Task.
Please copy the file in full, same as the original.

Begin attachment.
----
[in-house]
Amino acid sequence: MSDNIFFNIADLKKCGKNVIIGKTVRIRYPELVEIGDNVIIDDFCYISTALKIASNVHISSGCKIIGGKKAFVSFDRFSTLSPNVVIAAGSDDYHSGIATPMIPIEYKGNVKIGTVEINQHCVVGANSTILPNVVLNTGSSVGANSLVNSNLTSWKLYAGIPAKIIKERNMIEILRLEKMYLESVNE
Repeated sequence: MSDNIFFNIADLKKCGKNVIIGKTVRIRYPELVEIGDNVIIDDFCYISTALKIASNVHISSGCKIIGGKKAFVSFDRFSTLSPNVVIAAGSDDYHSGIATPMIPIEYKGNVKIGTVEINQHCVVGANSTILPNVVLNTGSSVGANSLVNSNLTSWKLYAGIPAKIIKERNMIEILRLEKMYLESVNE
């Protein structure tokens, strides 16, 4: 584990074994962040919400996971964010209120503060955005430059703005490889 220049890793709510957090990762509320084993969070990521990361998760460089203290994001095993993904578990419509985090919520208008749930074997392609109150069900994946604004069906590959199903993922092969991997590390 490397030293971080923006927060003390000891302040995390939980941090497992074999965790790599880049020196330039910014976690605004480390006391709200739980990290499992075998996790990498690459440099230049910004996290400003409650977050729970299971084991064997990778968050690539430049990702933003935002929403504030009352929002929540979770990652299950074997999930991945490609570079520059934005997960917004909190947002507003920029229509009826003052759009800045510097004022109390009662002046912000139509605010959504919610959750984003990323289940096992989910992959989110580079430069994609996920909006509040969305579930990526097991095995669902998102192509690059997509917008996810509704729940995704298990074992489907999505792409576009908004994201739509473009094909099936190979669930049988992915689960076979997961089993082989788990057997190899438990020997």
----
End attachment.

[in-house]
Amino acid sequence: MSDNIFFNIADLKKCGKNVIIGKTVRIRYPELVEIGDNVIIDDFCYISTALKIASNVHISSGCKIIGGKKAFVSFDRFSTLSPNVVIAAGSDDYHSGIATPMIPIEYKGNVKIGTVEINQHCVVGANSTILPNVVLNTGSSVGANSLVNSNLTSWKLYAGIPAKIIKERNMIEILRLEKMYLESVNE
Repeated sequence: MSDNIFFNIADLKKCGKNVIIGKTVRIRYPELVEIGDNVIIDDFCYISTALKIASNVHISSGCKIIGGKKAFVSFDRFSTLSPNVVIAAGSDDYHSGIATPMIPIEYKGNVKIGTVEINQHCVVGANSTILPNVVLNTGSSVGANSLVNSNLTSWKLYAGIPAKIIKERNMIEILRLEKMYLESVNE
């Protein structure tokens, strides 16, 4: 584990074994962040919400996971964010209120503060955005430059703005490889 220049890793709510957090990762509320084993969070990521990361998760460089203290994001095993993904578990419509985090919520208008749930074997392609109150069900994946604004069906590959199903993922092969991997590390 490397030293971080923006927060003390000891302040995390939980941090497992074999965790790599880049020196330039910014976690605004480390006391709200739980990290499992075998996790990498690459440099230049910004996290400003409650977050729970299971084991064997990778968050690539430049990702933003935002929403504030009352929002929540979770990652299950074997999930991945490609570079520059934005997960917004909190947002507003920029229509009826003052759009800045510097004022109390009662002046912000139509605010959504919610959750984003990323289940096992989910992959989110580079430069994609996920909006509040969305579930990526097991095995669902998102192509690059997509917008996810509704729940995704298990074992489907999505792409576009908004994201739509473009094909099936190979669930049988992915689960076979997961089993082989788990057997190899438990020997």